In a recent period of less than two weeks, three Philadelphia students completed suicide. While the incidents all took place away from their schools and appeared to be unrelated, they focused attention on how the schools and the city deal with the fallout when these occur.
In an interview, Kamilah Jackson, a psychiatrist who is the city’s Deputy Chief Medical Officer for Child and Adolescent Services in the department of Community Behavioral Health/Department of Intellectual disAbility Services discussed the issue. Following are edited excerpts from her remarks.
Is school-age suicide becoming more of a problem locally and/or nationally?
Well, it’s the third leading cause of death among people between 10 and 24. We don’t have a large number, though any number is one too many with regard to a child dying by suicide. What we do know is that even if you have a small number, you may have a greater number who may be having thoughts.
(Data from the Philadelphia Health Department and other sources show that while there might be about 20 suicides by school-age children a year, roughly 14 percent report suicidal thoughts).
Are these suicides usually away from the school?
Yes, you rarely hear of a suicide on school grounds.
Tell me a little about how you respond to a case of a school-aged child.
Our role is to supplement the School District’s Student Support Office. We are usually alerted by them in cases where they need additional supports for their prevention and intervention teams. If they need a master’s level clinician, for example, we can supply that through the Student Assistance Program available to all schools.
And of course that team works with school counselors and psychologists. Nothing can substitute for a trained professional who is already familiar with the children.
As children in families naturally reach out to their caregivers in times of stress, in school environments those who are familiar to children are the best resources for support and to refer the young people they have concerns about for more specialized assessments.
As a professional, it’s very difficult to walk into a situation where the children don’t know anyone.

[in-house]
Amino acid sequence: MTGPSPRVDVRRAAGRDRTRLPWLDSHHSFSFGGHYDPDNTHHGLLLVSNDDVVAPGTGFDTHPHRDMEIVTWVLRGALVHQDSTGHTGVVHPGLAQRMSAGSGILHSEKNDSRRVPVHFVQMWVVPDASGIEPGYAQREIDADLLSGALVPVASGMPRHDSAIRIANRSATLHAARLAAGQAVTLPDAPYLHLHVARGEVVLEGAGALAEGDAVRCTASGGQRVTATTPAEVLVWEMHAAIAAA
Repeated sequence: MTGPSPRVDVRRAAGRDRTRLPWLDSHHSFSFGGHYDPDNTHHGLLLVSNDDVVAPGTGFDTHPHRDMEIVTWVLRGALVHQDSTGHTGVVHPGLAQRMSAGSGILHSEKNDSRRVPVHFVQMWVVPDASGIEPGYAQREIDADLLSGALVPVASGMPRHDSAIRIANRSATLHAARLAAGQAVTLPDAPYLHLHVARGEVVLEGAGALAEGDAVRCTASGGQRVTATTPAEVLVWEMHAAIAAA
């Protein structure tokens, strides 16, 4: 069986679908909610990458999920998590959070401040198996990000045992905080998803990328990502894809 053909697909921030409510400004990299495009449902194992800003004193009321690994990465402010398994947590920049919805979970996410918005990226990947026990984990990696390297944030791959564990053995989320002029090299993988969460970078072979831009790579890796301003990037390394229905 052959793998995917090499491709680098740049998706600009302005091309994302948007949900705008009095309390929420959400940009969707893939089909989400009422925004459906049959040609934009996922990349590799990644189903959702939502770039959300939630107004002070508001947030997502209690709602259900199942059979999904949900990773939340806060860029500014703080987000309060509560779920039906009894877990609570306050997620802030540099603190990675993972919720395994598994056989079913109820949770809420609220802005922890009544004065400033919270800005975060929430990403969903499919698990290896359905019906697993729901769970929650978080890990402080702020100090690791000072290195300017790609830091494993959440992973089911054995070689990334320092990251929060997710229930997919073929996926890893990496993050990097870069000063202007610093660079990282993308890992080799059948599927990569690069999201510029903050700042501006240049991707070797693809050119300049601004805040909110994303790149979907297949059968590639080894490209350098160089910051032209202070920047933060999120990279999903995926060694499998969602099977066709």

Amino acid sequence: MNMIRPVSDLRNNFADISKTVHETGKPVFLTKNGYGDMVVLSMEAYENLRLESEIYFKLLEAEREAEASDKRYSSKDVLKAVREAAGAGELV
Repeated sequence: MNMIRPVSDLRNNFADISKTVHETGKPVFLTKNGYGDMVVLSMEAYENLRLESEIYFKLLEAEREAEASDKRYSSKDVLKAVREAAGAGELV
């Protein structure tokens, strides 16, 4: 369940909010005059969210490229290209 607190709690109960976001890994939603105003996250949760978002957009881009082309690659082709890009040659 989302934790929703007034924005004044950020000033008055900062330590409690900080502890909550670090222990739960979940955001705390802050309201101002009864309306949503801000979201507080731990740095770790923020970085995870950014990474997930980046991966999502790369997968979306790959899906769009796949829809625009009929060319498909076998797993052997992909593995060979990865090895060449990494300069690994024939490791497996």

Is this any different from past years?
One difference is the Network of Neighbors. Starting last year, we’ve trained over 100 community members in responding to incidents of trauma and violence, which includes student suicides. We often include network members in our response teams.
We have also re-invigorated the department’s Suicide Prevention Task Force, which serves the county and also partners with the Children’s Hospital of Philadelphia Suicide Prevention task force that was formed in the last few years.
What do you do when you get there?
Obviously a lot depends on the age of the children. The youngest may have no idea of what suicide is. It also depends on how much the children already know, whether details of the suicide have been in the media.
You have to be particularly careful with children who may have known the victim. Children can be prone to “magical thinking” and believe they are somehow responsible for the death. Or they may see similarities between their lives and that of the victim.
What are the biggest mistake we sometimes make in dealing with student suicides?
One is not following up with those children who have been most seriously affected. The after-effects of a student suicide can linger long after the crisis team is gone. That’s why it is important to equip the adults who remain in the building to be able to recognize the signs of when to seek more support for a young person.
The other mistake is not doing enough on the preventive end. Fortunately the District is has increased suicide prevention training in recent years in keeping with state requirements.
The Mental Health First Aid program is open to both educators and community members, helping them deal with immediate mental health crises but also including instruction on recognizing the signs of a young person prone to suicide whether or not they are openly talking about it.